In an attempt to develop this old Philistine’s cultural palate, Liam dragged me along to Norwich Cathedral for a bit of drag from the Bard. The Lord Chamberlain’s Men, an open-air theatre company, brought their production of ‘Twelfth Night’ to the divine (forgive the pun) Gothic cloisters of the Norman edifice. Billy Shakespeare’s cross-dressing comedy of mistaken identities was a big hit with the picnicking crowd. It went down well with us too, along with a bottle of Merlot. Sadly, the show wasn’t quite so popular with the famous pair of peregrine falcons roosting in the cathedral spire. Clearly pissed off about being upstaged, they squawked through the entire performance.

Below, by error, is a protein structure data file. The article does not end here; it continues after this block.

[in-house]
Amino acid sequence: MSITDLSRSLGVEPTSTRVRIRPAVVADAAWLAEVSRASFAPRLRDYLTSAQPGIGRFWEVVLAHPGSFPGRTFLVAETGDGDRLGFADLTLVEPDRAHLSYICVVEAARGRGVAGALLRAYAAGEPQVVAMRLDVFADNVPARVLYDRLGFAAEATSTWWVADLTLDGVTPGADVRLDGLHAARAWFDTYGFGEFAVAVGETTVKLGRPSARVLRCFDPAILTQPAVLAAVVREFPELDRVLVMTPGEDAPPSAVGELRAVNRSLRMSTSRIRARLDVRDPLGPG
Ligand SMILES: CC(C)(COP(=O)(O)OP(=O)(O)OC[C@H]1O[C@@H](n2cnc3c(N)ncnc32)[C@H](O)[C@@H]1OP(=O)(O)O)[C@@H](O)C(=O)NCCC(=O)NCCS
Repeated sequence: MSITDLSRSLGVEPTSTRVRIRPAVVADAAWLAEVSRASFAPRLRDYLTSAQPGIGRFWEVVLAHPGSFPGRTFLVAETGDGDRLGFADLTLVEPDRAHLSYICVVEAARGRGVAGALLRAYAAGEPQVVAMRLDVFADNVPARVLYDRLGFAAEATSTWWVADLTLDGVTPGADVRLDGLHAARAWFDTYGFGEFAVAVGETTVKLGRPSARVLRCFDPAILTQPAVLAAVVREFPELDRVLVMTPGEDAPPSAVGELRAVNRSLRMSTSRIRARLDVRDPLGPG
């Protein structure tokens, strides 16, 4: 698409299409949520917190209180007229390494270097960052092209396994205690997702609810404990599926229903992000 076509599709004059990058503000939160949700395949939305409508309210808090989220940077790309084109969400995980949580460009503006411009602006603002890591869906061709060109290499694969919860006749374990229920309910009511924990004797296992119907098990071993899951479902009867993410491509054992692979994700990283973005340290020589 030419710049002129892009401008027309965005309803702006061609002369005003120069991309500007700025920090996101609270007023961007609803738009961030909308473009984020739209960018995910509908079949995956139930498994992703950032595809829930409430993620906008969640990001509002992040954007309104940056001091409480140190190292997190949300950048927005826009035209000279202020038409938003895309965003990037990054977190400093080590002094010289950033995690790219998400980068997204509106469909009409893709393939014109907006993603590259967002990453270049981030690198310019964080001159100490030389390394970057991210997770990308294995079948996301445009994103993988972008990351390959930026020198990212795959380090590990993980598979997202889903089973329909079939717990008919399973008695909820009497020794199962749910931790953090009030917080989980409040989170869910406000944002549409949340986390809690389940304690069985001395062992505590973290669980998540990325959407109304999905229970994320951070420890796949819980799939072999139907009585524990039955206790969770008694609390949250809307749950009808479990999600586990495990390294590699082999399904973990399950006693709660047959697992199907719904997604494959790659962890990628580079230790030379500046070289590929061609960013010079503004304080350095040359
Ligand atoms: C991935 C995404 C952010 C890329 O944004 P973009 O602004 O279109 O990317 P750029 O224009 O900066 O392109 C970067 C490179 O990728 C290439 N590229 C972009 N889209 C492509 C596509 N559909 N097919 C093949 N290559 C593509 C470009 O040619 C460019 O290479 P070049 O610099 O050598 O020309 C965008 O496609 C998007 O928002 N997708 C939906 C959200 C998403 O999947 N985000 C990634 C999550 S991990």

The Lord Chamberlain’s Men are noted for bringing a touch of Tudor authenticity to their gigs and this was no exception. I knew the Bard could be bawdy but I never knew he could be so camp. This was a delicious cross between ‘Life of Brian’ and John Inman in ‘Are You Being Served?’
Every one of Shakespeare’s works has its famous lines and Twelfth Night is no different…
If music be the food of love, play on.
Be not afraid of greatness; some are born great, some achieve greatness, and some have greatness thrust upon them.
Not bad for the ‘Carry On Camping’ of its day, eh?
4 thoughts on “If Music be the Food of Love”
. . those straight-laced Victorians have much to answer for – closet Calvinists, if you ask me – which I don’t suppose you are!
Only at the weekends!
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Cant beat a bit of open air Shakespeare on a sunny evening. One of the few things I miss from England.
Maybe ask the Bodrum Festival to put something on?